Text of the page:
Light Fantastic, Big Wheel, Nottingham

Nottingham City Council

Light Fantastic, Big Wheel, Nottingham


Visitors:                                                    approx 1200

Bulbs distributed:                                       2520

PowerDown Units distributed:                      160

CO2 saved (lifetime):                                   361,157 kg

Retained economic benefit (lifetime):            £131,326

The Big Wheel is essentially a re-branded green event, and what an impact the difference has. There was a massive turn out to the event will all cross-sections of the community attending. We managed to secure a great location near the entrance, and this had an instant impact – we were busy from the word go!

Luckily we had two volunteers as well as the two staff from the Council to assist. We had queues for the light-bulbs, general assistance and for the energy bike. We were able to help a number of people out who had changes all but their halogen and dimmer switch bulbs, but largely most people had not got to this stage yet.

The Council officers also brought along a number of giveaways, cloth bags, water saving devices, pens, food savers and staple less staplers. This was just as well as the PowerDowns had all gone by 11am and the bulbs by 12.30. We were able to get children to commit to being energy monitors for their own homes as well as also distributing carbon foot-printing and tops sheets. Matt from the council commented that he had spoken to more people in the morning, in more depth than he had at all the year’s previous events put together.

In the afternoon we were able to give more in depth feedback and assistance to visitors, promoting energy monitors and dealing with some tricky questions about LEDs (one of which was answered by my twelve year old son!). One visitor would not change to CFLs on health and safety grounds as they did not come on quick enough and he might end up falling down the stairs. It was pointed out to him the health and safety issues with getting on a chair 15 times to change incandescent bulbs and also that he could opt for a higher wattage CFL. He left happy with this solution.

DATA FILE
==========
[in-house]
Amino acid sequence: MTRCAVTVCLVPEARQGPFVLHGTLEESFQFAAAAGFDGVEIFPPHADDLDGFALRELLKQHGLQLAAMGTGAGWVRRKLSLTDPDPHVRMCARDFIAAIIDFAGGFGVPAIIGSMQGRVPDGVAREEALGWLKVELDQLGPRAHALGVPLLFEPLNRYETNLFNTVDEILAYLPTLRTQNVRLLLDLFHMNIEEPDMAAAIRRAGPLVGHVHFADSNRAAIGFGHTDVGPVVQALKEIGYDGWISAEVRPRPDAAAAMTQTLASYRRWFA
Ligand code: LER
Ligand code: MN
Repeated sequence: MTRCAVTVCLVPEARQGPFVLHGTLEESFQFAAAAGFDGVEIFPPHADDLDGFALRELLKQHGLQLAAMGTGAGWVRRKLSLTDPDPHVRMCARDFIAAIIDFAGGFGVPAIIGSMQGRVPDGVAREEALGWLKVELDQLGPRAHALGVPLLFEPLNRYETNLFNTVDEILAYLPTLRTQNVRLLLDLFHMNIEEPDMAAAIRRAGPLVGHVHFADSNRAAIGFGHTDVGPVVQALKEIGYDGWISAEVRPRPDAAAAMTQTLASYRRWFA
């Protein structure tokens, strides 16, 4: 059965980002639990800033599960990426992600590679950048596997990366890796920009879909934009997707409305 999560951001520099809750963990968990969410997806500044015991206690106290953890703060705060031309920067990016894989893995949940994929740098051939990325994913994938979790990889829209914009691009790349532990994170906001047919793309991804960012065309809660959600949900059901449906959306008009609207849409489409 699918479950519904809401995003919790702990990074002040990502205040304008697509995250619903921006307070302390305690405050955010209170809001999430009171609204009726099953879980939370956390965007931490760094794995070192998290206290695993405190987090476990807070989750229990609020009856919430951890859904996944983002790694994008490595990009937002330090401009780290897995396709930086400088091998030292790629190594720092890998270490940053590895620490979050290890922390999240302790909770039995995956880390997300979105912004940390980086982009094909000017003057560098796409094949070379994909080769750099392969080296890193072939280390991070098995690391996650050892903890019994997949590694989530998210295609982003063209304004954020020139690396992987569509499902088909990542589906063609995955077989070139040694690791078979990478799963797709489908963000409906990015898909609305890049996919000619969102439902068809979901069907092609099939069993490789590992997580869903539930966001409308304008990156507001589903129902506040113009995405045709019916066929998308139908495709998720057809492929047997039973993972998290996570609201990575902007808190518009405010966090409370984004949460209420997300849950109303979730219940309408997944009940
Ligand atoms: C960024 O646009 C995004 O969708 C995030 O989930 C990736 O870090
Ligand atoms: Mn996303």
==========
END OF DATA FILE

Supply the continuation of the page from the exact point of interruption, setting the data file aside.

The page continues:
We also dealt with many enquiries about solar panels – thermal and PV. We also promoted feed in tariffs which were unknown to most.

All in this was a fantastic event, with a great attendance. Many left very switched on.

Light Fantastic, Erewash Canal Festival

Erewash Borough Council

Light Fantastic, Erewash Canal Festival


Visitors:                                                     approx 700

Bulbs distributed:                                        1480

PowerDown Units distributed:                      120

CO2 saved (lifetime):                                    212,303

Retained economic benefit (lifetime):             £81,553

Spread over a large area, it was hard to gauge numbers at this event, however we had a steady stream of interest and at times people were four deep at the trailer. The energy bike was again very popular, today we set them a challenge of lighting up five low energy bulbs including a very flash GU10 LED. The event turned out to be so busy that we had given away all the PowerDowns and bulbs by around 13.00.

It being a canal festival (but not a boat in sight!) we had a lot of interest from boat owners wishing to change lights over to LED and power their boats on PV. Interestingly the consensus was the wind turbines were not effective enough at such a low level to generate consistent electricity. One chap was even hoping to power his washing machine and dishwasher with a PV array…I suggested some alternative solutions!

We had a visit from the mayoral party who disappointingly did not want to jump on the energy bike, but were very interested in the PowerDowns and wider use of low energy lighting.

The biggest shock of the day was to find that a number of people in the borough appear to be incorrectly on Economy 7 metres, or have been mis-sold inappropriate tariffs by their suppliers. We were able to advise on how to seek out alternatives and switch their tariffs. 

Having given most of the energy efficiency items away in the morning we were able to concentrate on giving detailed advice to individuals and families.

Kay Kent was representing the council at the event and her assistance and grants advice was invaluable.

Light Fantastic, Stapleford Carnival

Broxtowe Borough Council

Light Fantastic, Stapleford Carnival


Visitors:                                                    approx 700

Bulbs distributed:                                       1440

Powerdown Units distributed:                      120

CO2 saved (lifetime):                                  206,589

Retained economic benefit (lifetime):           £79,900

This was a large and well attended event which was slow to build but had a busy afternoon. The energy bike was particularly popular with the children and some dads, and we could have made a mint charging for rides on it! It was useful to have the EST stall next door as there were able to help a few people out with boiler grant enquiries.